Sabino (Sah-BEE-no) is a white spotting pattern that is usually included with Frame and Splash and given the generic name, Overo. This is because it displays pattern characteristics which can be very similar to either of these patterns.
Sabino is very prevalent and occurs in many, many breeds such as: purebred Thoroughbreds, Tennessee Walkers, Akhal-Tekes, American Baskir Curly, Spanish Mustangs, Quarter Horses, Arabians and Morgans, just to name a few. There are actually very few breeds in which Sabino does not occur - Icelandic Horses being one.
One Sabino characteristic is a white marking on the face which can vary from a few white hairs to a large blaze. Anoter very common characteristic of Sabino is white on the lower lip and/or chin, ranging from small to large. Some very minimal Sabinos may not have this characteristic white spotting but will have other traits of the pattern. Even though facial white is common, even to the point of causing a "bald" or "apron" marking at times, blue eyes not considered a trait of the pattern and if it does occur in conjunction with Sabino it is usually a trait of a certain line of horses and these horses usually only have one blue eye, not two. (The Khemosabi line in Arabians is very prevalent with Sabino, some of which have blue eyes), or it is being caused by another gene.
Leg white that ranges from a coronet to a high stocking is also common. There really is no rule as to how many legs are white, but generally at least one will have some white on it. Patches on the knees, that are not connected to any other w
At it's most maximum expression Sabino will cause the horse to be totally white, if any color remains it's usually as roan or speckled on areas such as the ears, tail base, chest and flanks, these areas may not have colored hair, it may just be the
colored skin showing through the white hair. In the past, a horse colored like this was said to be "Dominant White". This dominant gene, labled W, was thought to be lethal when homozygous, like Frame. The problem with this theory was that many horses who were "Dominant White" didn't have the necessary "Dominant White" parent, the rule of dominant genes being that at least one parent must have it for the foal to have it. Research has shown that these "Dominant White" horses who
are usually born from non-white parents are really Sabinos with the maximum expression of the
pattern. The theory of the "Dominant White" gene has been left in the past, especially since there has never been any scientific evidence to support that it exists.hite, are also a trait that can occur with Sabino.
Splashed White is another white pattern that can look similar to Frame and Sabino, because of this it's also usually grouped in with those patterns and given the generic term, Overo. This pattern was thought to be harder to find in North American than Frame or Sabino, but as we begin to understand just how the pattern looks and how the genetics work it's becoming obvious that Splash is much more common than was previously thought we just haven't been identifying it correctly.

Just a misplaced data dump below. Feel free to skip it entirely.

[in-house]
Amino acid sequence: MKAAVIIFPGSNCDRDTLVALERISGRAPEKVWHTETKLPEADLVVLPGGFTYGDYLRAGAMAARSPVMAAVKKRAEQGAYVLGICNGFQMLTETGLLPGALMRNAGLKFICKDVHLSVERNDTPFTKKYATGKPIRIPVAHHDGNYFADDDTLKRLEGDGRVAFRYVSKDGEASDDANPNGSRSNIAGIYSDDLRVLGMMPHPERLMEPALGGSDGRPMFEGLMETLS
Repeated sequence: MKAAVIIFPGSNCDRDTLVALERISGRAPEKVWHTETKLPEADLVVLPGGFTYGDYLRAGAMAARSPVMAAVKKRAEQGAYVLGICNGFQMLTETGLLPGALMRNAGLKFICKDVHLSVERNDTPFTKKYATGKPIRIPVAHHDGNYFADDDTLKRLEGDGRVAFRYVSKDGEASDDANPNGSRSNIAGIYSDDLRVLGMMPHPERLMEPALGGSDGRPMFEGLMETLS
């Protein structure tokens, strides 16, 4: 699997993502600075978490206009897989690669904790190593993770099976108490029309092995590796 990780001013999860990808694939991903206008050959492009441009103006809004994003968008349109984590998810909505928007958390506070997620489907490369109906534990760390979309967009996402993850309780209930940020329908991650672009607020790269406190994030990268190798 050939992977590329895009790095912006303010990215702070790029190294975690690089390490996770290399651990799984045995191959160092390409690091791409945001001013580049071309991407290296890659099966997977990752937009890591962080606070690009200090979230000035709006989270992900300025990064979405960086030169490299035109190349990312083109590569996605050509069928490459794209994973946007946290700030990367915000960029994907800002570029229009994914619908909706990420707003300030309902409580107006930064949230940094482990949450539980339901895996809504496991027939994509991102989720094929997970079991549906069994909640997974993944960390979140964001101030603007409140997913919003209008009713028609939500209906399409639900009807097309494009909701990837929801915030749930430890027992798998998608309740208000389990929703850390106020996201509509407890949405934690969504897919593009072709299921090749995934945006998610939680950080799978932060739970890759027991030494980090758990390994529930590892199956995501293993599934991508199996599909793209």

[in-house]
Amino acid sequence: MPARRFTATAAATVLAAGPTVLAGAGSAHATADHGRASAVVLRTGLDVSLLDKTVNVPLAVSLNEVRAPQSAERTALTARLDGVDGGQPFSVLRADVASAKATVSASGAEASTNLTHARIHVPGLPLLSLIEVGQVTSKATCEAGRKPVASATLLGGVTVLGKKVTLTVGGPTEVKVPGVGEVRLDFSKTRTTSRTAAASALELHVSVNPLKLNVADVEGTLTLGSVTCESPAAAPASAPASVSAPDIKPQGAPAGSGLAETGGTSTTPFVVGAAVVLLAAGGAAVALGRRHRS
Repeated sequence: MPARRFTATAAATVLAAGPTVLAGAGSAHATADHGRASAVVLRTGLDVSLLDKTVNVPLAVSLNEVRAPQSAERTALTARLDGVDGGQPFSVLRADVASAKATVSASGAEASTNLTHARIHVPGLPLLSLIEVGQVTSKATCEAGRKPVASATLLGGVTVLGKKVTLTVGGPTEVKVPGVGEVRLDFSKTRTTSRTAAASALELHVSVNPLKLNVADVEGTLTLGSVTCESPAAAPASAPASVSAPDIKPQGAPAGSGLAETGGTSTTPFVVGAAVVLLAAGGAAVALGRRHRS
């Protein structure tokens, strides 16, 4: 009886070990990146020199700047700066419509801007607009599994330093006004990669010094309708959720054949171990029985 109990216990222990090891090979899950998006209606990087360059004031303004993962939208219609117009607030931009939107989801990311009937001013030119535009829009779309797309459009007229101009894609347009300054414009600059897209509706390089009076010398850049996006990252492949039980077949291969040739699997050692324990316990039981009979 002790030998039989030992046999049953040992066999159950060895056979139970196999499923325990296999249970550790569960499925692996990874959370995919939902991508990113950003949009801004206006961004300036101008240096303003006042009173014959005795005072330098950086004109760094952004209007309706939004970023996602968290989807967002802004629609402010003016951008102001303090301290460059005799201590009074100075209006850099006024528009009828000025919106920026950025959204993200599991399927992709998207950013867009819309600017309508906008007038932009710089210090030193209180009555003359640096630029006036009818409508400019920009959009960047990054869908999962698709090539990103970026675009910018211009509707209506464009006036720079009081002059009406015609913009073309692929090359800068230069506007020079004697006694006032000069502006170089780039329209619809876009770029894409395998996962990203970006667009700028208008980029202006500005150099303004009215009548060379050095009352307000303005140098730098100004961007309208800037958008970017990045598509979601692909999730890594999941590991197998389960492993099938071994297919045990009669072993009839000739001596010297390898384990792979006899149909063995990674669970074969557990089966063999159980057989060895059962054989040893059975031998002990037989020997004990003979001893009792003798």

Facial markings on Splashed Whites are commonly bottom heavy and may involve just a snip. Larger markings tend to give the horse an "apron" marking.
Leg white tends to be crisp and may be more blunt than with other patterns. As with Sabino there really is no rule as to how many legs will be white but in general at least one will be and it's common for the hind legs to have marking while the front legs do not. The leg markings will range from small to large, a coronet to a high stocking.
Belly spots are common, even on horses that don't have very large facial markings or high leg markings.
If the body has white it occurs in a very unique pattern. It's as if the horse was dipped in paint, starting with the legs and nose. The horse is white from the bottom up, arranged in a horizontal pattern. When the body is marked like this it's not uncommon for the head to be extensively and sometimes completely white with just the ears having color. The line between the white and color is very sharp and crisp. Blue eyes are very common and thought of as the rule with this pattern.
As with all pinto patterns Splash does come in a minimal form, at times it could be as minimal as a small faint snip on the nose.
that involves the base of the tail, flank and belly areas of the horse. As with all white patterns, Rabicano is will vary to lesser or greater degrees. In some horses it may involves minimal white hairs at the base of the tail and it may not even be visible in the flank unless inspected closely.
And in others it can be an extreme manifestations and the flank area will be heavily roaned with white hairs and the tail will have obvious white striping at the base. The pattern can blend into vertical roan stripes over the ribcage. This pattern is very rarely ever extensive enough to be confused with Classic Roan. Some horses may even have large white spots between their hind legs or on the underside of their belly.
This pattern is usually referred to by it's Spanish name of Rabicano, but it is also known by the English terms of white ticking, highlights and skunk tail.
Rabicano can resemble Sabino as that pattern also causes a similar roaning. But Sabino does not involve the base of the tail and is also usually accompanied by a white marking on the face, a chinspot and white legs